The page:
Living on the Paradise Coast, one might wonder if something like elder abuse touches our community. The National Council on Aging estimates that one in ten Americans ages 60 and over have experienced abuse falling into two major categories — neglect or exploitation.
The Florida Department of Children and Families (DCF) reports having conducted 570 investigations in 2017, specifically in Collier County. The leading maltreatment in Collier is self-neglect accounting for nearly 28% of the cases, followed by inadequate supervision and exploitation.
To bring this issue into focus, the Leadership Coalition on Aging petitioned the Board of County Commissioners to adopt a proclamation designating June 15, 2018 as World Elder Abuse Awareness Day in Collier County. The proclamation was unanimously passed on June 12, 2018, and accepted by Heather Baker, Chair, Leadership Coalition on Aging (LCA).
“The proclamation gives us the opportunity to recognize the steps our community has taken to address senior needs. ‘Seniors’ are not just older adults. As we age, we face physiological changes that alter the way our bodies metabolize medications for example. Seniors, and especially the growing cohort of 80 & over seniors, face increased risks of vulnerability, and an array of needs that require senior-specific thinking,” Baker explained during the proclamation ceremony.
The Leadership Coalition on Aging, sponsored by Collier Senior Resources, has provided support of initiatives to advance the needs of seniors in our community. The coalition, now comprised of over 50 human service providers, meets monthly to identify gaps in the social fabric that adversely affect seniors.
“Examples of initiatives the LCA has supported here in Collier County include the development of two senior centers, and most recently the advent of a Senior Advisory Committee to the Board of County Commissioners. By County Commission establishing a Senior Advisory Committee, issues like senior affordable housing, hunger and malnutrition, social isolation, and today’s issue of elder abuse can be brought into a renewed light where we can take steps to improve the lives of seniors and those who care for them,” said Baker at the Commission meeting.
Neglect is the front-runner elder abuse issue here in Collier County. The term can relate to a variety of underlying problems seniors face which stem from broad social issues that continue to develop as our population ages. Manifestation are seen on a person-by-person basis as malnutrition, starvation, dehydration, over-or under-medication, unsanitary living conditions, or lack of personal hygiene.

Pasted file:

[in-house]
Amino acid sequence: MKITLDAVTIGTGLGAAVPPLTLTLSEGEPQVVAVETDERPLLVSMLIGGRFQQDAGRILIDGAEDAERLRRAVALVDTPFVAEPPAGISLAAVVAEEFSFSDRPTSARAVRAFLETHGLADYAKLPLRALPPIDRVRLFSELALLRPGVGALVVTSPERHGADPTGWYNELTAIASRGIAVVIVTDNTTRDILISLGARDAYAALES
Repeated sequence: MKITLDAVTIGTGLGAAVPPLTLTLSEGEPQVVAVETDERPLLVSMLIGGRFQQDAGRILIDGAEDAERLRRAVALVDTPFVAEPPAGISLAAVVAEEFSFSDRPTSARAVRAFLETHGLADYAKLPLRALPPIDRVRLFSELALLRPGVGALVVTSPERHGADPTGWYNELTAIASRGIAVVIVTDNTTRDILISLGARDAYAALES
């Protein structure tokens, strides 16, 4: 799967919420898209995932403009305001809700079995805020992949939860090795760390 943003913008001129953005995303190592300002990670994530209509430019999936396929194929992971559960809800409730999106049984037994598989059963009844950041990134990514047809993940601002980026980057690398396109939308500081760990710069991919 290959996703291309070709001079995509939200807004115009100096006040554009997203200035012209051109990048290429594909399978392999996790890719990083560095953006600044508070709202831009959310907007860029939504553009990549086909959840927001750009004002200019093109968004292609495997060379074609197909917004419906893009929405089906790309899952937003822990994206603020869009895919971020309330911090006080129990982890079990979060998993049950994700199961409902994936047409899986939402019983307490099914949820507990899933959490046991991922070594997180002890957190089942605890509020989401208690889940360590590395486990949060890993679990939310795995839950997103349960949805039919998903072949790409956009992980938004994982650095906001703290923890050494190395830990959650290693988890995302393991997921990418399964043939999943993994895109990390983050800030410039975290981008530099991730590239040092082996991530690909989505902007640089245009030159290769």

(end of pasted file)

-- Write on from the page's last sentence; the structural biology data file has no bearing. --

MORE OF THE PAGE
Vulnerable seniors may also experience a lack of access to basic services we take for granted, such as air-conditioning, running water, electricity, or medical care. The Department of Children and Families encourage everyone to learn the signs of adult abuse, which can be found on their webpage, http://www.myflfamilies.com/service-programs/adult-protective-services/what-is-adult-abuse.
World Elder Abuse Awareness Day was established in 2006 by the International Network for the Prevention of Elder Abuse (INPEA) and the World Health Organization. To learn more about World Elder Abuse Awareness Day, and the INPEA’s work to promote a better understanding of abuse, neglect, and exploitation of older adults, visit: http://www.inpea.net/
About the Leadership Coalition on Aging (LCA) – Sponsored by Collier Senior Resources (CSR), the Leadership Coalition on Aging was established in 2012 as a means for local health and human service providers to collaborate toward enriching the lives of Collier County seniors and their caregivers. The coalition seeks to foster a community environment that promotes well-being through resource sharing, education, advocacy, and community outreach. For more information about the Leadership Coalition on Aging visit: http://collierseniorresources.org/leadership-coalition-on-aging/